Yes. Because amyotrophic lateral sclerosis (ALS), also known as Lou Gehrig’s disease, is progressive and has no known cure, people who are diagnosed can receive Medicare before age 65.
It is one of two conditions for which Medicare coverage is allowed the first month a person is awarded Social Security or Railroad Retirement Board disability benefits. The other condition is permanent kidney failure, also called end-stage renal disease (ESRD). With other disabilities, beneficiaries younger than 65 have to receive Social Security Disability Insurance (SSDI) payments for 24 months before qualifying for Medicare.
First, your spouse, or you as his representative, need to apply for SSDI. Because ALS, which affects the nerve cells in the brain and spinal cord, causes muscle weakness that can worsen quickly, Congress passed legislation in July 2001 that eliminated the 24-month waiting period for Medicare. Then with the ALS Disability Insurance Access Act of 2019, lawmakers eliminated the five-month waiting period that other applicants approved for SSDI benefits must face before receiving a check.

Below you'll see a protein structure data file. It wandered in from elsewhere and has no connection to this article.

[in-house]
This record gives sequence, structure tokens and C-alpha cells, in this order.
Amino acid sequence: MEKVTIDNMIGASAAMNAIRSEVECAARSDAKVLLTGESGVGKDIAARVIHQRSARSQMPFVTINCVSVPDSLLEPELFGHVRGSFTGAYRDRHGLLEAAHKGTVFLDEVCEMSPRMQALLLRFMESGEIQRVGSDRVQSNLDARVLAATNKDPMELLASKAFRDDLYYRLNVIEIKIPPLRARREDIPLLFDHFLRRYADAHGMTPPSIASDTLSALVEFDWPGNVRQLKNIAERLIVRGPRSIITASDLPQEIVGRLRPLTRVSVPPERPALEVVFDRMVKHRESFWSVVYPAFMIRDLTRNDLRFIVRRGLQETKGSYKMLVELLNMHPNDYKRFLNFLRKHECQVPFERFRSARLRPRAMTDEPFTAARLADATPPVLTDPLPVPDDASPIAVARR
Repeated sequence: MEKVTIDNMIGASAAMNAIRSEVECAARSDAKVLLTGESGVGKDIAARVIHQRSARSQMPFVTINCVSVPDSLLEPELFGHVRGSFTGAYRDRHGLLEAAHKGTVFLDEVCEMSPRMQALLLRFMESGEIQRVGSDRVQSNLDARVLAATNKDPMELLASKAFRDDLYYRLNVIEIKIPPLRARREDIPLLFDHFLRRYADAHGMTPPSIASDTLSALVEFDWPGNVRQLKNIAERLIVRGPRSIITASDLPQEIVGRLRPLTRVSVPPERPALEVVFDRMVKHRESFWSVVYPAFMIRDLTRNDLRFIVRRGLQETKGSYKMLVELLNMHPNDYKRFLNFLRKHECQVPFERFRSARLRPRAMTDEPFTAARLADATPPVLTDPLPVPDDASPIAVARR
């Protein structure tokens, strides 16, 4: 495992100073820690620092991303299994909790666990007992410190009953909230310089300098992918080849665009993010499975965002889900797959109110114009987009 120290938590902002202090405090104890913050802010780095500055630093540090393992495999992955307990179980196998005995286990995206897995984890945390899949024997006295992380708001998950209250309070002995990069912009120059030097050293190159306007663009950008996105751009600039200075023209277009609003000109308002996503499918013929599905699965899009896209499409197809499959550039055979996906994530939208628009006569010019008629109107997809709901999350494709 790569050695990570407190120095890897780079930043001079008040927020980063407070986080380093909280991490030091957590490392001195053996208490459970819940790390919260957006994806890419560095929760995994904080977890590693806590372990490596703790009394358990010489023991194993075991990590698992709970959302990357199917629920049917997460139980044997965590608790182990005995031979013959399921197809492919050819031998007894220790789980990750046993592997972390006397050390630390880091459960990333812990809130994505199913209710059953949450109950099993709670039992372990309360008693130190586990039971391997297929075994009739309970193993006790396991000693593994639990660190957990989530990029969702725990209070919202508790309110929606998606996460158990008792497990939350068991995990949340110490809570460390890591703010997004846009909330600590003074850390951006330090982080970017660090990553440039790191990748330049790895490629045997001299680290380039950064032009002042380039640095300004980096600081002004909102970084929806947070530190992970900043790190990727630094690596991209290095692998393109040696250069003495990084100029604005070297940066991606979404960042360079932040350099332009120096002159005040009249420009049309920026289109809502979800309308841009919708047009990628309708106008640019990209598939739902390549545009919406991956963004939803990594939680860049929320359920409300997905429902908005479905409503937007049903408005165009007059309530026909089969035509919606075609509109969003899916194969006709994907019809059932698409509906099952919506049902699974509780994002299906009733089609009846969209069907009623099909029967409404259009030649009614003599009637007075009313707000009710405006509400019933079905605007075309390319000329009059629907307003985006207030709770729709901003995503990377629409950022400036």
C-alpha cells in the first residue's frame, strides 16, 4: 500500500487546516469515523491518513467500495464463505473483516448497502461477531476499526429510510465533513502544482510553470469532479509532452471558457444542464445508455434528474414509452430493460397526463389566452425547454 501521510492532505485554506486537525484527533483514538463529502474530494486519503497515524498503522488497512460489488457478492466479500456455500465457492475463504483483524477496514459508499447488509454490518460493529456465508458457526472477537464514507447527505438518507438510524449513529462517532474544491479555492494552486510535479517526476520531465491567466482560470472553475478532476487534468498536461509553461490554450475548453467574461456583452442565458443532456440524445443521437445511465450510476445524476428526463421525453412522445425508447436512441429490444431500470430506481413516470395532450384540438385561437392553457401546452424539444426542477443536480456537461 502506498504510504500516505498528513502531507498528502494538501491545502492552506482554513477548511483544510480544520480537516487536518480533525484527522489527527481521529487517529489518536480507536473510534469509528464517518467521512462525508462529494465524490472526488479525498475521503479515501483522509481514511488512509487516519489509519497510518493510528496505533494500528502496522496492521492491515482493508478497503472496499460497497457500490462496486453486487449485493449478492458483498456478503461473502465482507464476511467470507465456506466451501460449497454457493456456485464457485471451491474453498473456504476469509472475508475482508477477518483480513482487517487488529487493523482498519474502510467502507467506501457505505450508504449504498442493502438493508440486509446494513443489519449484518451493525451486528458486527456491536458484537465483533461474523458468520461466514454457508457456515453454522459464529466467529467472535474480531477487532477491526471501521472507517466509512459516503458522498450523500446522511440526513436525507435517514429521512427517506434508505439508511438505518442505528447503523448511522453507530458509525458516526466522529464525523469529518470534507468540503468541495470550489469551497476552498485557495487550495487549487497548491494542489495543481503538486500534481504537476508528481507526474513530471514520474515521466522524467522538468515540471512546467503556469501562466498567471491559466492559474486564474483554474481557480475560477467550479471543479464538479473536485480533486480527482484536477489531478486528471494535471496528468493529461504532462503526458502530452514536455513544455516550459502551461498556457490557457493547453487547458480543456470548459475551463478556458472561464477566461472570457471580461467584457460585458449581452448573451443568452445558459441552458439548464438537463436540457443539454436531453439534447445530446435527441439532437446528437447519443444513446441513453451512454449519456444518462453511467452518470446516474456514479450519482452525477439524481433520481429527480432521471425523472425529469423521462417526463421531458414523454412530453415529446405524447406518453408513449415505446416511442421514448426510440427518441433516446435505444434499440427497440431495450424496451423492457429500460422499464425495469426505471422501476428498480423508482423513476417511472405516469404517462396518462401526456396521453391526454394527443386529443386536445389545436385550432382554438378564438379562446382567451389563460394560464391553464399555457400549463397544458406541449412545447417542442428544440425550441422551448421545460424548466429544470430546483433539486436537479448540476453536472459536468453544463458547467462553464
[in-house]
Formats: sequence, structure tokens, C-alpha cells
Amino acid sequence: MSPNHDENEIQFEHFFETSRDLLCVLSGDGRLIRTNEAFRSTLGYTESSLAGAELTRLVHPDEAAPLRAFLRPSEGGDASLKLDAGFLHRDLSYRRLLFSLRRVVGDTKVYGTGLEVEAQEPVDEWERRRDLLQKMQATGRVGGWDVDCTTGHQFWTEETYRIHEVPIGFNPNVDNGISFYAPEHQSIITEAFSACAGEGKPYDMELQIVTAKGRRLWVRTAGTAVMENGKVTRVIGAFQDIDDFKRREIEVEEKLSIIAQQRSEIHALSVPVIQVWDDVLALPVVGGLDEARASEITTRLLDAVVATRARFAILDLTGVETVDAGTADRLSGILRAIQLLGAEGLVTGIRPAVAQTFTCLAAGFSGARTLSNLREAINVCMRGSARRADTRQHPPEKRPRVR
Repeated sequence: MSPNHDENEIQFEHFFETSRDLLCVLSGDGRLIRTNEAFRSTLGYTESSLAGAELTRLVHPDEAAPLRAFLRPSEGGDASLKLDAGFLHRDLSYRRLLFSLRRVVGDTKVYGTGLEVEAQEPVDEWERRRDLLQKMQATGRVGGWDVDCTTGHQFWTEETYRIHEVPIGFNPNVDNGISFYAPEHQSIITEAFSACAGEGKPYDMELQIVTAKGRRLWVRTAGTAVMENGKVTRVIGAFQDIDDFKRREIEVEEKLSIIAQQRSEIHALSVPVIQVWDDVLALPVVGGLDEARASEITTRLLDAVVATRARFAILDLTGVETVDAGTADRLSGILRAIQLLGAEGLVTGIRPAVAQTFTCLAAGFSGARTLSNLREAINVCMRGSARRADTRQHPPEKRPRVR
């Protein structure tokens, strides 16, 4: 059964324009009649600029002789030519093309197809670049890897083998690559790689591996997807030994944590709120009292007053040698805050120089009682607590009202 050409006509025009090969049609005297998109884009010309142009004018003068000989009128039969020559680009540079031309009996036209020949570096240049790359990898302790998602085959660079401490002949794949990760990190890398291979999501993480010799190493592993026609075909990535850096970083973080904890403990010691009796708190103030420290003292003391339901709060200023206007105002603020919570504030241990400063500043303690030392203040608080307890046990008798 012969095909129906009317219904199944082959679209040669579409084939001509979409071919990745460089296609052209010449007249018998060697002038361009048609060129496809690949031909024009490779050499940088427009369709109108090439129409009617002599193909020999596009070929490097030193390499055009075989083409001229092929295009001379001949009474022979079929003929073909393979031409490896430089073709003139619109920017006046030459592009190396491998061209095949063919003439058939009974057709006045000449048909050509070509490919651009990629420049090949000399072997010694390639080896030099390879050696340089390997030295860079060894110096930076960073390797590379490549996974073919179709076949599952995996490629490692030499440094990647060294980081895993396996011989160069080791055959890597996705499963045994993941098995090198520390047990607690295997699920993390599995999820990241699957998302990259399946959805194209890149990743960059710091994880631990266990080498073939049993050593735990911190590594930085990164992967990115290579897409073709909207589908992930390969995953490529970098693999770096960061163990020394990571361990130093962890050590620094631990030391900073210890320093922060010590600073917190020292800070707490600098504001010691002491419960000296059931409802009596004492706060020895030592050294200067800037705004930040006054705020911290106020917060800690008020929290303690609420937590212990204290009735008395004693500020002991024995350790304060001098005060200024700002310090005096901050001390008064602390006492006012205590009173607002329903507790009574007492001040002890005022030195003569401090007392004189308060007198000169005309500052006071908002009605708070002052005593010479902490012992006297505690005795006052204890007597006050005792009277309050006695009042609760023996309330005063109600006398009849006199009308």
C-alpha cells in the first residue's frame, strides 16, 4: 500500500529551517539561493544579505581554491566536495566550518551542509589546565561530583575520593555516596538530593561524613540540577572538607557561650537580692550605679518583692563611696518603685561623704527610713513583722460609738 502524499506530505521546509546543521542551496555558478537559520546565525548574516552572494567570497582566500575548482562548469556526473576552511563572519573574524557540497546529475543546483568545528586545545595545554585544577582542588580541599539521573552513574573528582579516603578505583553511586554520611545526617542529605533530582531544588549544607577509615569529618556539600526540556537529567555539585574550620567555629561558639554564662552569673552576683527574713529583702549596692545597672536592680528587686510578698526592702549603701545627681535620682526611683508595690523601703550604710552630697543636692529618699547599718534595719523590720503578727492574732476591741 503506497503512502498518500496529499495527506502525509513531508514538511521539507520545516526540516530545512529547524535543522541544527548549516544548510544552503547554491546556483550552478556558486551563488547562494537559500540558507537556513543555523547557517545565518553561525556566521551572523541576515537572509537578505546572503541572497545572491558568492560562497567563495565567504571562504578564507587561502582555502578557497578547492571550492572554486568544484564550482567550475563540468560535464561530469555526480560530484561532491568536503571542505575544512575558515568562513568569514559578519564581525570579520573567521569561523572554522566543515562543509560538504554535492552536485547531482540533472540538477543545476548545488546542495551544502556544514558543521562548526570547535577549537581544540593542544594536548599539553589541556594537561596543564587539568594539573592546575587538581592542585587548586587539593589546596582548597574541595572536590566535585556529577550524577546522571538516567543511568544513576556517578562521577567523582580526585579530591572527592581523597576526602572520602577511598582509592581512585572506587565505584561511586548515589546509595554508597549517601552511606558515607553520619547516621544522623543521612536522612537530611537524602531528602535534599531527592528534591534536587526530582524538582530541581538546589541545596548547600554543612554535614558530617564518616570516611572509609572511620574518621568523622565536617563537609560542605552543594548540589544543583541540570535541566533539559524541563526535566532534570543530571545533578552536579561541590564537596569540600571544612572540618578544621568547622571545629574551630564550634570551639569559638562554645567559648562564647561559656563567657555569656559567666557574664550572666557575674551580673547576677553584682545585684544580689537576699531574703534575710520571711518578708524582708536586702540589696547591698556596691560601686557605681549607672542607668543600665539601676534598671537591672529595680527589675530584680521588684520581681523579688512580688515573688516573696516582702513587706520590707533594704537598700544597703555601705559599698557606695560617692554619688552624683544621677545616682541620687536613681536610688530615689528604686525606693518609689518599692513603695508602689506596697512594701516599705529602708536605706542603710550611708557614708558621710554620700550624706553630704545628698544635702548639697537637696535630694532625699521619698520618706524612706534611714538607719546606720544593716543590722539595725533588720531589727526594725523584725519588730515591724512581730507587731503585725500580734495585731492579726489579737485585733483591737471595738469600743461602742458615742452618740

The mean survival time for people diagnosed with ALS is two to five years, though some people live with ALS a decade or longer and physicist Stephen Hawking lived with the disease for 55 years. About 5,000 people are diagnosed in the U.S. each year, and about 15,000 are estimated to be living with ALS.
Many SSDI applications can take a while to get through the claims and appeals process, but the Social Security Administration says its online application process has resulted in approval for ALS patients in as little as two days. One way to ensure speedy approval is by providing ample medical records to back up the diagnosis and any other documentation the federal agency requires.
After starting disability benefits, your spouse with ALS will be enrolled automatically in Medicare. From there, just like Medicare beneficiaries who are age 65 or older, your mate will need to make the same decisions about original Medicare, a Medigap Medicare supplement policy and a Part D prescription drug plan vs. Medicare Advantage.
Keep in mind
- Receiving Medicare is tied to qualifying for SSDI. If a person with ALS doesn’t have enough Social Security work credits to qualify alone, not through a spouse’s earnings history, then the patient cannot receive Medicare benefits.
However, a younger person who becomes disabled requires fewer work credits for SSDI eligibility, as few as six in the three years before the ALS diagnosis if younger than 24. A person 62 and older must have 40 credits, the equivalent of 10 years of work.